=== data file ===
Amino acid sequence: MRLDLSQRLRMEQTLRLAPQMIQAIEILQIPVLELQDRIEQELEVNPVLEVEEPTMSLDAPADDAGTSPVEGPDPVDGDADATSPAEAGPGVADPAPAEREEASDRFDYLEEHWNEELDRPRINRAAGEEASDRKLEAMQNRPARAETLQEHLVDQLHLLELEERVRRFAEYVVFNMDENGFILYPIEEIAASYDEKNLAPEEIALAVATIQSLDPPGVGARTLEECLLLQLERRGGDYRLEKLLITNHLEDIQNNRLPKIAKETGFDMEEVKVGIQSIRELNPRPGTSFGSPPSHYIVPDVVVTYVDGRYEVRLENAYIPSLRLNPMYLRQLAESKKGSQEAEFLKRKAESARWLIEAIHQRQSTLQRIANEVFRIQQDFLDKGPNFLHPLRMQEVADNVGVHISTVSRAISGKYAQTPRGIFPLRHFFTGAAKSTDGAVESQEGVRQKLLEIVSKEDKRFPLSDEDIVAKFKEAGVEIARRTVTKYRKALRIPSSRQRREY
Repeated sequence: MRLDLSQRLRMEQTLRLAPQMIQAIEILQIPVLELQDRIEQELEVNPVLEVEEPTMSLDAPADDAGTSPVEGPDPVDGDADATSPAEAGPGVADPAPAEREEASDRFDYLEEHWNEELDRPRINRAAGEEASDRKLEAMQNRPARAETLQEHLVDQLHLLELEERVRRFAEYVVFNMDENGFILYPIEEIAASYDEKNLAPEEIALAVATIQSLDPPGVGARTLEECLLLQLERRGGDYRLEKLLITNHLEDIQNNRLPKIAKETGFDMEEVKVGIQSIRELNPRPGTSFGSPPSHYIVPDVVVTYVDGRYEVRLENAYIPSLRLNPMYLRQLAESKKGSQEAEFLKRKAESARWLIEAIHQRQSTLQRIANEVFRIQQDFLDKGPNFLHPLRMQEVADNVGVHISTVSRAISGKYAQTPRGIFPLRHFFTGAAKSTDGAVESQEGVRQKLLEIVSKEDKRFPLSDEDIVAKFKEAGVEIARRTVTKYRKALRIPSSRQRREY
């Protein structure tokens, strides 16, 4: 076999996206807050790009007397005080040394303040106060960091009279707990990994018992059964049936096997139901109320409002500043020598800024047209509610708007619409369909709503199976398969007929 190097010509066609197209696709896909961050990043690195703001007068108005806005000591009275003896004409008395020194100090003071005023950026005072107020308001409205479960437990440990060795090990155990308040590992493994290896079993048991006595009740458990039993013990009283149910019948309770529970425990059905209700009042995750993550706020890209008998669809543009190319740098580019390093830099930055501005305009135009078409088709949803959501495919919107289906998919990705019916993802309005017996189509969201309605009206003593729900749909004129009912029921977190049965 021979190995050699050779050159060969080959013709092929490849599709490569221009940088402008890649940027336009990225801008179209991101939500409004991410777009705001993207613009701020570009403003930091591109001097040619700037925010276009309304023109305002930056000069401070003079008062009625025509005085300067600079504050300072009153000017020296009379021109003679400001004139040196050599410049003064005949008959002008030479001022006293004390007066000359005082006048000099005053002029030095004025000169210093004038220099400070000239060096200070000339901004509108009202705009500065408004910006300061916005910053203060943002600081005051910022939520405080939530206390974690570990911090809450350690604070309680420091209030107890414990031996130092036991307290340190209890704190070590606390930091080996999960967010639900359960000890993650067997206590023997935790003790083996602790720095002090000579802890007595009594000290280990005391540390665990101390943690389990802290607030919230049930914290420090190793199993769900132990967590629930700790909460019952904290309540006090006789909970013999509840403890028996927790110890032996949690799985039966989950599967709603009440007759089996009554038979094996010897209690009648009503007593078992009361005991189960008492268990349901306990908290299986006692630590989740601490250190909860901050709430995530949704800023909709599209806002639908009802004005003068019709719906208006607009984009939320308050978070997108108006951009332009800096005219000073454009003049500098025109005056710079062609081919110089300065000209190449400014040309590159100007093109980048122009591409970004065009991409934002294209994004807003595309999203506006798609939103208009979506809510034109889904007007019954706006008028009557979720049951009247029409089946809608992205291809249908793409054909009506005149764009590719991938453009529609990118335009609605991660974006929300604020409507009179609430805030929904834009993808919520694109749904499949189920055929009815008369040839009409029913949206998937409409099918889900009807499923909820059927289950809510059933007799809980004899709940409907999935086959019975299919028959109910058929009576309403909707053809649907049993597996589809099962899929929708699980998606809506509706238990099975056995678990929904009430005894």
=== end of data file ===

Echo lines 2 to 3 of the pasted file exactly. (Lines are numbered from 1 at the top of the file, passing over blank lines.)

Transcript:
Repeated sequence: MRLDLSQRLRMEQTLRLAPQMIQAIEILQIPVLELQDRIEQELEVNPVLEVEEPTMSLDAPADDAGTSPVEGPDPVDGDADATSPAEAGPGVADPAPAEREEASDRFDYLEEHWNEELDRPRINRAAGEEASDRKLEAMQNRPARAETLQEHLVDQLHLLELEERVRRFAEYVVFNMDENGFILYPIEEIAASYDEKNLAPEEIALAVATIQSLDPPGVGARTLEECLLLQLERRGGDYRLEKLLITNHLEDIQNNRLPKIAKETGFDMEEVKVGIQSIRELNPRPGTSFGSPPSHYIVPDVVVTYVDGRYEVRLENAYIPSLRLNPMYLRQLAESKKGSQEAEFLKRKAESARWLIEAIHQRQSTLQRIANEVFRIQQDFLDKGPNFLHPLRMQEVADNVGVHISTVSRAISGKYAQTPRGIFPLRHFFTGAAKSTDGAVESQEGVRQKLLEIVSKEDKRFPLSDEDIVAKFKEAGVEIARRTVTKYRKALRIPSSRQRREY
């Protein structure tokens, strides 16, 4: 076999996206807050790009007397005080040394303040106060960091009279707990990994018992059964049936096997139901109320409002500043020598800024047209509610708007619409369909709503199976398969007929 190097010509066609197209696709896909961050990043690195703001007068108005806005000591009275003896004409008395020194100090003071005023950026005072107020308001409205479960437990440990060795090990155990308040590992493994290896079993048991006595009740458990039993013990009283149910019948309770529970425990059905209700009042995750993550706020890209008998669809543009190319740098580019390093830099930055501005305009135009078409088709949803959501495919919107289906998919990705019916993802309005017996189509969201309605009206003593729900749909004129009912029921977190049965 021979190995050699050779050159060969080959013709092929490849599709490569221009940088402008890649940027336009990225801008179209991101939500409004991410777009705001993207613009701020570009403003930091591109001097040619700037925010276009309304023109305002930056000069401070003079008062009625025509005085300067600079504050300072009153000017020296009379021109003679400001004139040196050599410049003064005949008959002008030479001022006293004390007066000359005082006048000099005053002029030095004025000169210093004038220099400070000239060096200070000339901004509108009202705009500065408004910006300061916005910053203060943002600081005051910022939520405080939530206390974690570990911090809450350690604070309680420091209030107890414990031996130092036991307290340190209890704190070590606390930091080996999960967010639900359960000890993650067997206590023997935790003790083996602790720095002090000579802890007595009594000290280990005391540390665990101390943690389990802290607030919230049930914290420090190793199993769900132990967590629930700790909460019952904290309540006090006789909970013999509840403890028996927790110890032996949690799985039966989950599967709603009440007759089996009554038979094996010897209690009648009503007593078992009361005991189960008492268990349901306990908290299986006692630590989740601490250190909860901050709430995530949704800023909709599209806002639908009802004005003068019709719906208006607009984009939320308050978070997108108006951009332009800096005219000073454009003049500098025109005056710079062609081919110089300065000209190449400014040309590159100007093109980048122009591409970004065009991409934002294209994004807003595309999203506006798609939103208009979506809510034109889904007007019954706006008028009557979720049951009247029409089946809608992205291809249908793409054909009506005149764009590719991938453009529609990118335009609605991660974006929300604020409507009179609430805030929904834009993808919520694109749904499949189920055929009815008369040839009409029913949206998937409409099918889900009807499923909820059927289950809510059933007799809980004899709940409907999935086959019975299919028959109910058929009576309403909707053809649907049993597996589809099962899929929708699980998606809506509706238990099975056995678990929904009430005894």